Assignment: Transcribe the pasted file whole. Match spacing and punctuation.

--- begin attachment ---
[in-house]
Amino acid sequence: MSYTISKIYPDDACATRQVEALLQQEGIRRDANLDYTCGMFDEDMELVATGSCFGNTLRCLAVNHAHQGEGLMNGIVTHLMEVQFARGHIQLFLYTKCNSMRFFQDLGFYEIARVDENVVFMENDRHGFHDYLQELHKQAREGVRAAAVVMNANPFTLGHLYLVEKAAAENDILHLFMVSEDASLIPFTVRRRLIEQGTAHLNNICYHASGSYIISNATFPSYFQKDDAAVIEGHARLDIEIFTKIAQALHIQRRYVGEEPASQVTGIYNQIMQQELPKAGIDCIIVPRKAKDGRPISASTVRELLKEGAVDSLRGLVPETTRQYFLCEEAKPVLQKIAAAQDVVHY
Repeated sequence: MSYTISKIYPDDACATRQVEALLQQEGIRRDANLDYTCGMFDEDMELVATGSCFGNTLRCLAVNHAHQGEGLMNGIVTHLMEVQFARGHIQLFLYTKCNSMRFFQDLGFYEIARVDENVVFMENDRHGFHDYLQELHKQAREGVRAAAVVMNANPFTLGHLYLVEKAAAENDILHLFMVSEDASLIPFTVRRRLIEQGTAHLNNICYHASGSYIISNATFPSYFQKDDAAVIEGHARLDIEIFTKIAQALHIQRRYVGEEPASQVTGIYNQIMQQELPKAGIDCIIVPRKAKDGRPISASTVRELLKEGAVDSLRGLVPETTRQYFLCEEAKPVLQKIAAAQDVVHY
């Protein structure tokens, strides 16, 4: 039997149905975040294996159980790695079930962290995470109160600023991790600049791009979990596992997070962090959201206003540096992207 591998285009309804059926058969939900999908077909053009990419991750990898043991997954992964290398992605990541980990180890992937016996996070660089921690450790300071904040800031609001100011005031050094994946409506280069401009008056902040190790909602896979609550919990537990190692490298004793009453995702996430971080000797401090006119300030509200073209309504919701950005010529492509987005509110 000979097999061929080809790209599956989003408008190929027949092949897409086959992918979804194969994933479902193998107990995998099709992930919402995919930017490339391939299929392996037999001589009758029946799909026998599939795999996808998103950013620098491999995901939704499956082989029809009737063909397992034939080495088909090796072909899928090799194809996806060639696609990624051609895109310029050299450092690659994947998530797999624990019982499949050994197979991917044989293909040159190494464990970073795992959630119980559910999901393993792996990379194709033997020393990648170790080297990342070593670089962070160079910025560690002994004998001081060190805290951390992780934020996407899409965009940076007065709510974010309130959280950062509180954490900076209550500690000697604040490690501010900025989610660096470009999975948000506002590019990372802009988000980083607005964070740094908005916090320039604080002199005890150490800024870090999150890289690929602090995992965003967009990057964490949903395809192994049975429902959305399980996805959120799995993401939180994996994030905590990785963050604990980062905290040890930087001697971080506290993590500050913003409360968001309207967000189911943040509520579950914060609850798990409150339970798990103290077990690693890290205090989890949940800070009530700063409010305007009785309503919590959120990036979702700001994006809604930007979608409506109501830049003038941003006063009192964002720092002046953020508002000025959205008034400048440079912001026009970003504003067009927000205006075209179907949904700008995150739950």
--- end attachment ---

[in-house]
Amino acid sequence: MSYTISKIYPDDACATRQVEALLQQEGIRRDANLDYTCGMFDEDMELVATGSCFGNTLRCLAVNHAHQGEGLMNGIVTHLMEVQFARGHIQLFLYTKCNSMRFFQDLGFYEIARVDENVVFMENDRHGFHDYLQELHKQAREGVRAAAVVMNANPFTLGHLYLVEKAAAENDILHLFMVSEDASLIPFTVRRRLIEQGTAHLNNICYHASGSYIISNATFPSYFQKDDAAVIEGHARLDIEIFTKIAQALHIQRRYVGEEPASQVTGIYNQIMQQELPKAGIDCIIVPRKAKDGRPISASTVRELLKEGAVDSLRGLVPETTRQYFLCEEAKPVLQKIAAAQDVVHY
Repeated sequence: MSYTISKIYPDDACATRQVEALLQQEGIRRDANLDYTCGMFDEDMELVATGSCFGNTLRCLAVNHAHQGEGLMNGIVTHLMEVQFARGHIQLFLYTKCNSMRFFQDLGFYEIARVDENVVFMENDRHGFHDYLQELHKQAREGVRAAAVVMNANPFTLGHLYLVEKAAAENDILHLFMVSEDASLIPFTVRRRLIEQGTAHLNNICYHASGSYIISNATFPSYFQKDDAAVIEGHARLDIEIFTKIAQALHIQRRYVGEEPASQVTGIYNQIMQQELPKAGIDCIIVPRKAKDGRPISASTVRELLKEGAVDSLRGLVPETTRQYFLCEEAKPVLQKIAAAQDVVHY
């Protein structure tokens, strides 16, 4: 039997149905975040294996159980790695079930962290995470109160600023991790600049791009979990596992997070962090959201206003540096992207 591998285009309804059926058969939900999908077909053009990419991750990898043991997954992964290398992605990541980990180890992937016996996070660089921690450790300071904040800031609001100011005031050094994946409506280069401009008056902040190790909602896979609550919990537990190692490298004793009453995702996430971080000797401090006119300030509200073209309504919701950005010529492509987005509110 000979097999061929080809790209599956989003408008190929027949092949897409086959992918979804194969994933479902193998107990995998099709992930919402995919930017490339391939299929392996037999001589009758029946799909026998599939795999996808998103950013620098491999995901939704499956082989029809009737063909397992034939080495088909090796072909899928090799194809996806060639696609990624051609895109310029050299450092690659994947998530797999624990019982499949050994197979991917044989293909040159190494464990970073795992959630119980559910999901393993792996990379194709033997020393990648170790080297990342070593670089962070160079910025560690002994004998001081060190805290951390992780934020996407899409965009940076007065709510974010309130959280950062509180954490900076209550500690000697604040490690501010900025989610660096470009999975948000506002590019990372802009988000980083607005964070740094908005916090320039604080002199005890150490800024870090999150890289690929602090995992965003967009990057964490949903395809192994049975429902959305399980996805959120799995993401939180994996994030905590990785963050604990980062905290040890930087001697971080506290993590500050913003409360968001309207967000189911943040509520579950914060609850798990409150339970798990103290077990690693890290205090989890949940800070009530700063409010305007009785309503919590959120990036979702700001994006809604930007979608409506109501830049003038941003006063009192964002720092002046953020508002000025959205008034400048440079912001026009970003504003067009927000205006075209179907949904700008995150739950």